Baseball in Wartime

Baseball's Greatest Sacrifice

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Hank Behrman


Date and Place of Birth: June 27, 1921 Brooklyn, New York

Died: January 20, 1987 New York, New York

Baseball Experience: Major League
Military Unit:
326th Glider Infantry Regiment, 13th Airborne Division US Army

Area Served: European Theater of Operations

Major League Stats: Hank Behrman on Baseball-Almanac


Hank Behrman with Oakland 1950Henry B “Hank” Behrman was born on June 27, 1921 in Brooklyn, New York. He was signed by his hometown Brooklyn Dodgers in 1941 and played for the Valdosta Trojans in the Georgia-Florida League where he was 18-10 with a 3.10 earned run average.


In 1942, he was 14-11 with Durham in the Piedmont League and entered military service on October 5, 1942.


Stationed at Alliance Army Air Base, Nebraska with the 326th Glider Infantry Regiment, Behrman pitched for the Alliance team in the semi-pro tournament at Wichita, Kansas. Following an impressive 5-1 win against the Las Vegas Army Air Field Horned Toads - Nevada champions - Behrman was hailed by several scouts as the outstanding mound prospect in the tournament.


Hank Behrman with the 326th GIR teamOn January 13, 1945, the 326th moved to Camp Shanks, New York for overseas deployment. They landed in LeHavre, France on February 6. From then until the German surrender on May 7, 1945, the 326th was alerted several times for possible operations, however each time the fast moving Army ground forces pre-empted the need for an airborne operation.

With peace in Europe came the opportunity for Behrman to play ball again. In addition to pitching for the 326th Glider Infantry Regiment, he was selected to play for the 13th Airborne Division Black Cats – a team that featured the talents of Merv Connors and Dave Koslo. The Black Cats finished the season with a remarkable 33-4 record.

The 326th Glider Infantry Regiment arrived in New York Harbor on August 27 and was deactivated soon after at Camp Kilmer, New Jersey. Behrman’s discharge came on January 30 and he joined the Montreal Royals at their spring training camp in Daytona Beach, Florida that year. He had been receiving glowing praise about his pitching for military teams from Dodgers’ farm director, Branch Ricky Jr, and was on the Brooklyn roster for the start of the season.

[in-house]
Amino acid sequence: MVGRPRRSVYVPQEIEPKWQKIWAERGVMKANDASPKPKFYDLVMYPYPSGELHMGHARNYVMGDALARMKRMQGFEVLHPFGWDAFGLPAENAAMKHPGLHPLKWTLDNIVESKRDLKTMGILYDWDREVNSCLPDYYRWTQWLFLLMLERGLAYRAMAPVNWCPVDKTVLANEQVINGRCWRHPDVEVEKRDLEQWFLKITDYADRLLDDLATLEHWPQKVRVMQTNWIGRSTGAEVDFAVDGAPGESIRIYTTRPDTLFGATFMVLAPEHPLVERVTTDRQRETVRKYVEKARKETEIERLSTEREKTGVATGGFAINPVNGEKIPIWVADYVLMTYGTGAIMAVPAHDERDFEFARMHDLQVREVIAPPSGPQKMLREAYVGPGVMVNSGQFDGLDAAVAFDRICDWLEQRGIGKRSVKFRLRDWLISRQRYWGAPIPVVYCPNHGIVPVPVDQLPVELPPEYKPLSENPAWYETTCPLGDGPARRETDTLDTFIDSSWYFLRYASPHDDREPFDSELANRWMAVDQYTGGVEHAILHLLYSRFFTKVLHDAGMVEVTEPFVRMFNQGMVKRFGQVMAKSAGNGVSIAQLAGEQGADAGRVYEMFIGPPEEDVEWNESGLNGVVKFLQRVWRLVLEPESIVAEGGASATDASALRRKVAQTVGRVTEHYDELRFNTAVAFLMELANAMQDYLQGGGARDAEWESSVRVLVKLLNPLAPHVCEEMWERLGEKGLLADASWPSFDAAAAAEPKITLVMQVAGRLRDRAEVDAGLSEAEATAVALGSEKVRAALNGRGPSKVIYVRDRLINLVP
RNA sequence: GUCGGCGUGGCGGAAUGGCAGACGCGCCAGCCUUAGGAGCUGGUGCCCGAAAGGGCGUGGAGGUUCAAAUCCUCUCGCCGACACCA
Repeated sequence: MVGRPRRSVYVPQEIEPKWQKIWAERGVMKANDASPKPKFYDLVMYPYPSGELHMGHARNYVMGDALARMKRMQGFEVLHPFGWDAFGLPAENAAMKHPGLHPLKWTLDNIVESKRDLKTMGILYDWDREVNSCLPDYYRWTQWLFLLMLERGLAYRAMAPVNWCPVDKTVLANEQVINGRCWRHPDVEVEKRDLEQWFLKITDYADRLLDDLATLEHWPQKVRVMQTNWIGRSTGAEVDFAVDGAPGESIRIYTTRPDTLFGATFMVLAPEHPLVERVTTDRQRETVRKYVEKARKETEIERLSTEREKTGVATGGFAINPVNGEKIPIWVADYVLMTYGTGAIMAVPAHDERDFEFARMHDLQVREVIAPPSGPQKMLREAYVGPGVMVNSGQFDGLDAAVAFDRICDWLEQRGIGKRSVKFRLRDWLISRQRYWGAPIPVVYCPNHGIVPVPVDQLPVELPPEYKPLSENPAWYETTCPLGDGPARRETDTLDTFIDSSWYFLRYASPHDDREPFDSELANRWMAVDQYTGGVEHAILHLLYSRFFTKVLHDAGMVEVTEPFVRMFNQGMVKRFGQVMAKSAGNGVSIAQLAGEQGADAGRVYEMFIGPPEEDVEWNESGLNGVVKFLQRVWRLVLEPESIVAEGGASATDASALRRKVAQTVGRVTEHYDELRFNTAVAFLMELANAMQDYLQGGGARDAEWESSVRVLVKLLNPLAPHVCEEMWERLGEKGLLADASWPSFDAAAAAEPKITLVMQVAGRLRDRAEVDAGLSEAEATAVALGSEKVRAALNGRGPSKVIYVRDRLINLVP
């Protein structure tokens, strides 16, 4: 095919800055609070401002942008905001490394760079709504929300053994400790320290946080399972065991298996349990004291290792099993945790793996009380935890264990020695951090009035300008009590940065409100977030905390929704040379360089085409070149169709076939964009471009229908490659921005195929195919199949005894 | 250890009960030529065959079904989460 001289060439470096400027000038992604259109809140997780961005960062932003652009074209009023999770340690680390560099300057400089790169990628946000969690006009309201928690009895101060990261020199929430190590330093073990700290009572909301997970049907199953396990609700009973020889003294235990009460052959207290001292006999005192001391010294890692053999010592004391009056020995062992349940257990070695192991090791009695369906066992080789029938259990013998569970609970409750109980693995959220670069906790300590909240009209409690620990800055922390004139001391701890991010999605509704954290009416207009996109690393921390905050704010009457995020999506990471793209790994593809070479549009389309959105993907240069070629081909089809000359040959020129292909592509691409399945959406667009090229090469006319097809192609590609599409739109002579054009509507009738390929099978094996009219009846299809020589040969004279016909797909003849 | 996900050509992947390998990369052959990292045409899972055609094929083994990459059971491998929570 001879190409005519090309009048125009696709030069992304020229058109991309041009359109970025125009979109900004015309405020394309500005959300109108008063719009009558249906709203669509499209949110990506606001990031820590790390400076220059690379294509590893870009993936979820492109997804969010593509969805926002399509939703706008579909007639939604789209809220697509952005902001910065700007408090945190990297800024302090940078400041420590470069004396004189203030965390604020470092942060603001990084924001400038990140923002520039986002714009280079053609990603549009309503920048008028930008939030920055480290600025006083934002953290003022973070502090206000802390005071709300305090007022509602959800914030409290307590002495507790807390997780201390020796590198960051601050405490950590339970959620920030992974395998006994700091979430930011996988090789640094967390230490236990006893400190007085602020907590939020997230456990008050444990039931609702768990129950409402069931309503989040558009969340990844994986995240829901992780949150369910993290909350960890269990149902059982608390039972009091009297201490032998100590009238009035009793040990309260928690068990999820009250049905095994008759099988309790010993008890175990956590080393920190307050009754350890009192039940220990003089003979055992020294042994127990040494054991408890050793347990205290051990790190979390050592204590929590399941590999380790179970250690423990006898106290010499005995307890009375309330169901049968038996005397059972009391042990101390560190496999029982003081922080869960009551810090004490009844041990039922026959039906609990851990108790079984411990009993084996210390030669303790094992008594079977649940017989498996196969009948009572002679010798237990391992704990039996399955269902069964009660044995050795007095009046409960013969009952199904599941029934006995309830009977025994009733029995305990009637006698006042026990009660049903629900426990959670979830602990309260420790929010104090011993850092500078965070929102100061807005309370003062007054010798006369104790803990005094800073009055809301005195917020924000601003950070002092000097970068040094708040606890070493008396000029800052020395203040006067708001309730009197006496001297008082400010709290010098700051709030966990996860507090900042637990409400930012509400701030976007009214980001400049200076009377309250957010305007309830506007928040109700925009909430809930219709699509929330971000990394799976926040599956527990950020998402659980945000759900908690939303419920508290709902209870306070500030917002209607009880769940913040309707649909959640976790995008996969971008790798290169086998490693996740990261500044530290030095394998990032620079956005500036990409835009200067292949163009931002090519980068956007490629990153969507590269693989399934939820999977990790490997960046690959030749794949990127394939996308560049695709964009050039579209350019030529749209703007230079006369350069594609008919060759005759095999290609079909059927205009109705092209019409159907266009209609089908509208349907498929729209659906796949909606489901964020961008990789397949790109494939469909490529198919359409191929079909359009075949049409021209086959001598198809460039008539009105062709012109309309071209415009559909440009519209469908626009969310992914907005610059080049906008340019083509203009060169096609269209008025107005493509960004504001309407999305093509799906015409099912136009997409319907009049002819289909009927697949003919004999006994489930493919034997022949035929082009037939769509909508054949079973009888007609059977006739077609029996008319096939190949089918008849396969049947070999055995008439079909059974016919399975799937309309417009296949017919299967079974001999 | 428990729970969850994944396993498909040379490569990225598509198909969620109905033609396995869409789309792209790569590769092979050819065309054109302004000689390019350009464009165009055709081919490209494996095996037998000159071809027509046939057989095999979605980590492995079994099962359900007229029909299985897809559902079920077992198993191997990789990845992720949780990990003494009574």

Hank Behrman (far right) with Bob Fontaine, John Wright and Jackie Robinson
at the Montreal Royals spring training camp at Daytona Beach, Florida in 1946.


Behrman – 24 years old – made his major league debut on April 17, 1946, with a 4-2 win against the Boston Braves. He went on to appear in 47 games that year (second most appearances by a pitcher in the National League that year) and compiled an impressive 11-5 record with a 2.93 ERA.


His disdain for curfews on the road and pre-game reporting times at Ebbets Field, however, caused friction with his managers and Dodgers’ general manager, Branch Rickey. Stories abound about Behrman’s casual approach to his profession. He once showed up at the park in Cincinnati just as the Dodgers were leaving the field following the conclusion of an afternoon game, saying that he thought the game was a night affair. And he once explained a game-long absence to Rickey by admitting that he had sat for several hours in empty Ebbets Field while the Dodgers were playing the Giants at the Polo Grounds across town.


He was even given an off-season job as assistant groundkeeper at Ebbets Field so Rickey could keep an eye on his independent pitcher. But on May 3, 1947, Behrman was part of a five-player trade with the Pittsburgh Pirates for Al Gionfriddo. The move caused quite a stir at the time as Behrman’s part of the deal was “conditional,” and following ten subpar performances with the Pirates, he was returned to the Dodgers. Behrman finished the 1947 season with 50 appearances (again, second highest in the National League) with an inflated 6.25 ERA and 5-5 won-loss record. He also made five relief appearances in the 1947 World Series against the Yankees.


Behrman began the 1948 season with Montreal in the International League but an 8-2 record led to his recall in June and he made 34 appearances in Brooklyn. He was purchased by the New York Giants at the beginning of 1949 and pitched in 43 games for a 3-3 record and 4.92 ERA. It was to be his last season in the major leagues.


Behrman joined the Oakland Oaks in 1950. He was 17-8 for the Pacific Coast League champions. The following year he was with the Oaks, the San Francisco Seals and Oklahoma City. In 1952, Behrman posted a 7-18 record for Charleston in the American Association and plagued with arm problems he was 6-16 in 1953. He was released by Charleston in the spring of 1954, and took employment as a truck driver for a food concessionaire in New York.


Hank Behrman passed away in New York following a triple heart bypass on January 20, 1987. He is buried at Calverton National Cemetery in Calverton, New York.


Created January 6, 2008.

Copyright © 2015 Gary Bedingfield (Baseball in Wartime). All Rights Reserved.